Parkview Square on North Bridge Road is often known as Gotham building because of its resemblance to Gotham City in the Batman movies.
Now, visitors to the building can check out more than just its Art Deco architecture.
A private contemporary art museum opens today at the 24-storey building, with a free exhibition titled On Sharks & Humanity.
It explores the impact of shark finning and the importance of the continued survival of sharks. The exhibition runs till Sept 9.
On show are 33 artworks, including three by Singapore artists Robert Zhao Renhui, David Chan and film-maker Royston Tan. The rest are commissioned works, mainly by Chinese artists. Four of the artworks are displayed in the building's courtyard.
The museum, called Parkview Museum Singapore, occupies 1,400 sq m on the third floor and boasts 6m-high ceilings.
VIEW IT / ON SHARKS & HUMANITY
WHERE: Courtyard and Level 3, Parkview Museum, Parkview Square, 600 North Bridge Road
WHEN: Till Sept 9, 11am to 7pm (Tuesdays to Saturdays) , closed on Mondays
It is run by the family-owned Parkview Group, which is headquartered in Hong Kong and also owns the building.
The museum's opening coincides with other redevelopment works in the building, which includes a revamp of its lobby space as well as changes in its lighting, greenery and public art outside the building.
A new cocktail bar and restaurant, Atlas, has also just opened.
Parkview Square, which houses mainly offices, was built in 2002 by the late developer CS Hwang of Hong Kong-based Chyau Fwu property group.
His eldest child, Mr George Wong, is the driving force behind the museum. He is the limited executive chairman of Hong Kong Parkview Group, a company which has roots in Chyau Fwu.
Mr Wong is also the founder of Parkview Arts Action, an outreach arm of the company which helps to raise awareness of environmental issues through art.
Mr Wong, who is based in Hong Kong and is in Singapore for the museum's launch, says: "This is not about putting up a show. As a property developer, protecting the planet is my obligation. I thought that protecting animals is a good starting point."
This is Parkview Group's second museum. It opened Parkview Green Museum in 2012 within its mixed-used development in Beijing.
Both museums will put on solo and thematic shows, featuring artworks primarily from the company's extensive collection.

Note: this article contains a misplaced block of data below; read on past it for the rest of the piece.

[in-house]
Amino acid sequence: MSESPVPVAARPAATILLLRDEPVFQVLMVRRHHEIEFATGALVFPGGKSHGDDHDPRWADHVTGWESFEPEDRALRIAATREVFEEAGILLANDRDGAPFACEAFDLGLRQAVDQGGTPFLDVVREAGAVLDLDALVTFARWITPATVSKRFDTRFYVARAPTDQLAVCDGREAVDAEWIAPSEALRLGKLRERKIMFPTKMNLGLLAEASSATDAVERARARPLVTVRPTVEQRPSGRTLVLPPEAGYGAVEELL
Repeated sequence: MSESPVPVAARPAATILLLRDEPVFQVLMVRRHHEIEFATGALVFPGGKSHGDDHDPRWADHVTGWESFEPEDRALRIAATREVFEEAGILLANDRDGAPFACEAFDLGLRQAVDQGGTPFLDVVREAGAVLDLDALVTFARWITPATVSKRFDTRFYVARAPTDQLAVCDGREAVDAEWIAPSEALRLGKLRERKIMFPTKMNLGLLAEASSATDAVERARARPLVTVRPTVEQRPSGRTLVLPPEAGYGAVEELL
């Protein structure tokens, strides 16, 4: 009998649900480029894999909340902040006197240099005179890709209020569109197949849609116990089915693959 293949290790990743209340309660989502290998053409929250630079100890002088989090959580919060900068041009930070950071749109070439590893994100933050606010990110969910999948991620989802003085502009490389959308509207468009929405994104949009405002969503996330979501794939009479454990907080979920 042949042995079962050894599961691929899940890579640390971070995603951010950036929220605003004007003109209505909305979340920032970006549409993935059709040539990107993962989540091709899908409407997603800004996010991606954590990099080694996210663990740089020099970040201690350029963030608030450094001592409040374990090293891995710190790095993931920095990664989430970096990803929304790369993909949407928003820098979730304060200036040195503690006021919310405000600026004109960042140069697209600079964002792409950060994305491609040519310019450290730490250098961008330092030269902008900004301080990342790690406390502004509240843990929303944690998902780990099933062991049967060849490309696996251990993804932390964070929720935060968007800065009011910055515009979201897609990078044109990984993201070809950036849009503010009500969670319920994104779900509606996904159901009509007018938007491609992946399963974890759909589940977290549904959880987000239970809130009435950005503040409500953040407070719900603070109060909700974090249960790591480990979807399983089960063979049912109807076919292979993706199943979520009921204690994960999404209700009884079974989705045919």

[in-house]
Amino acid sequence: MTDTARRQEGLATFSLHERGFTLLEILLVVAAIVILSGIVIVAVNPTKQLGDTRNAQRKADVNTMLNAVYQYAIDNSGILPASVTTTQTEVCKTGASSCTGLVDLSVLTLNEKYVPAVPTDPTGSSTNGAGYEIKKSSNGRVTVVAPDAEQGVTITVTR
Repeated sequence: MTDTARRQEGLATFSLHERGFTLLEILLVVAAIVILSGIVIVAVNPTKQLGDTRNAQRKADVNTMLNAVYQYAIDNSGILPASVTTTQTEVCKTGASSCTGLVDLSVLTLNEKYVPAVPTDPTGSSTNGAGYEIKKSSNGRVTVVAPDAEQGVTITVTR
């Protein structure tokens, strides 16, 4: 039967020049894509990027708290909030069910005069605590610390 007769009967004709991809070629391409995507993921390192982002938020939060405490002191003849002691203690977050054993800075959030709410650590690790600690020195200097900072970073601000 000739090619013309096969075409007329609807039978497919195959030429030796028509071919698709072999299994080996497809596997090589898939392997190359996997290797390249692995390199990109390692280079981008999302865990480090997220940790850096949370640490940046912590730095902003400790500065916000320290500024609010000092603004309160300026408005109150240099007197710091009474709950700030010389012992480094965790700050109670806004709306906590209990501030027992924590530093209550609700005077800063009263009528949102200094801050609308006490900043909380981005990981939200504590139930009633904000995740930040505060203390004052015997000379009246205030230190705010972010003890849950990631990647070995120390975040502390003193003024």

All exhibitions in the Singapore museum are free and will run for about three months each.
The museum's calendar has been planned till 2019. The next exhibition, The Artists Voice, will showcase works by a diverse group of contemporary artists.
The museum also plans to organise exhibition-related programmes and educational activities.
For the current exhibition, Singapore is the fourth stop. Since 2014, it has been shown in Monaco and Moscow and, most recently, in Beijing's National Museum of China in 2015.
Highlights of the exhibits include a massive installation of stainless steel buoys by Chinese artist Wang Luyan and an unflinching series of photographs depicting the catching and trading of shark's fin by American-Chinese artist Mark Leong.
Each edition of the exhibition also features works by artists from the host country.
Curator Huang Du says working with Singapore artists helps the museum "build a relationship" with local artists and "get acquainted with local culture".
The works of the three Singapore artists were chosen for their relevance to the theme.
For example, Tan's three-minute short film, Fish Love, suggests that humans can live in harmony with the ocean.
The exhibition is supported by international non-governmental organisation WildAid, which supplied data for it. About 100 million sharks are killed a year, 70 per cent of which are harvested for their fins for the Asian market, including Singapore.
Mr Wong hopes the show will urge more people here to stop eating shark's fin, which he did six years ago.
"It was easy. Try eating noodles," he says with a laugh.